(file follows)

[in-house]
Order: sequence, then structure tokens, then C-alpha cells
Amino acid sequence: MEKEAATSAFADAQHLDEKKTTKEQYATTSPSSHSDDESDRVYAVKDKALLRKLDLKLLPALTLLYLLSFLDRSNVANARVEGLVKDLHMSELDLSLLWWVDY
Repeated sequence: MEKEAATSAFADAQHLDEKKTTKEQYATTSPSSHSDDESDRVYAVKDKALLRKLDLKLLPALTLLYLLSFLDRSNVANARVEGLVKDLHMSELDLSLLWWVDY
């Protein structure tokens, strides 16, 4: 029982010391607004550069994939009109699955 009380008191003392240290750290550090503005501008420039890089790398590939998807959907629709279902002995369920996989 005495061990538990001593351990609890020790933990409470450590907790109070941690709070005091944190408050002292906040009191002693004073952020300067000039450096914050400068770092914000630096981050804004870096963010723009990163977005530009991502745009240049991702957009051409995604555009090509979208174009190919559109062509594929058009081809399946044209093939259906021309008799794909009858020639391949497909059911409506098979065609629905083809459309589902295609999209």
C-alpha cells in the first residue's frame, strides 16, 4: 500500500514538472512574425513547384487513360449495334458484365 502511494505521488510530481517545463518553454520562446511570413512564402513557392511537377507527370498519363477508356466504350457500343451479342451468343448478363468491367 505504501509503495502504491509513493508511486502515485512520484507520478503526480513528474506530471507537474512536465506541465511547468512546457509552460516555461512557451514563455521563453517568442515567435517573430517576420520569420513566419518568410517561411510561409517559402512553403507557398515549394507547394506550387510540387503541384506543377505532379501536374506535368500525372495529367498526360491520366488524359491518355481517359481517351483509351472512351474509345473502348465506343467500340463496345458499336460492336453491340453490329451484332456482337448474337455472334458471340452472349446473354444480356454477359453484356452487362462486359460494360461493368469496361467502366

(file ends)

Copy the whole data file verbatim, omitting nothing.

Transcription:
[in-house]
Order: sequence, then structure tokens, then C-alpha cells
Amino acid sequence: MEKEAATSAFADAQHLDEKKTTKEQYATTSPSSHSDDESDRVYAVKDKALLRKLDLKLLPALTLLYLLSFLDRSNVANARVEGLVKDLHMSELDLSLLWWVDY
Repeated sequence: MEKEAATSAFADAQHLDEKKTTKEQYATTSPSSHSDDESDRVYAVKDKALLRKLDLKLLPALTLLYLLSFLDRSNVANARVEGLVKDLHMSELDLSLLWWVDY
């Protein structure tokens, strides 16, 4: 029982010391607004550069994939009109699955 009380008191003392240290750290550090503005501008420039890089790398590939998807959907629709279902002995369920996989 005495061990538990001593351990609890020790933990409470450590907790109070941690709070005091944190408050002292906040009191002693004073952020300067000039450096914050400068770092914000630096981050804004870096963010723009990163977005530009991502745009240049991702957009051409995604555009090509979208174009190919559109062509594929058009081809399946044209093939259906021309008799794909009858020639391949497909059911409506098979065609629905083809459309589902295609999209």
C-alpha cells in the first residue's frame, strides 16, 4: 500500500514538472512574425513547384487513360449495334458484365 502511494505521488510530481517545463518553454520562446511570413512564402513557392511537377507527370498519363477508356466504350457500343451479342451468343448478363468491367 505504501509503495502504491509513493508511486502515485512520484507520478503526480513528474506530471507537474512536465506541465511547468512546457509552460516555461512557451514563455521563453517568442515567435517573430517576420520569420513566419518568410517561411510561409517559402512553403507557398515549394507547394506550387510540387503541384506543377505532379501536374506535368500525372495529367498526360491520366488524359491518355481517359481517351483509351472512351474509345473502348465506343467500340463496345458499336460492336453491340453490329451484332456482337448474337455472334458471340452472349446473354444480356454477359453484356452487362462486359460494360461493368469496361467502366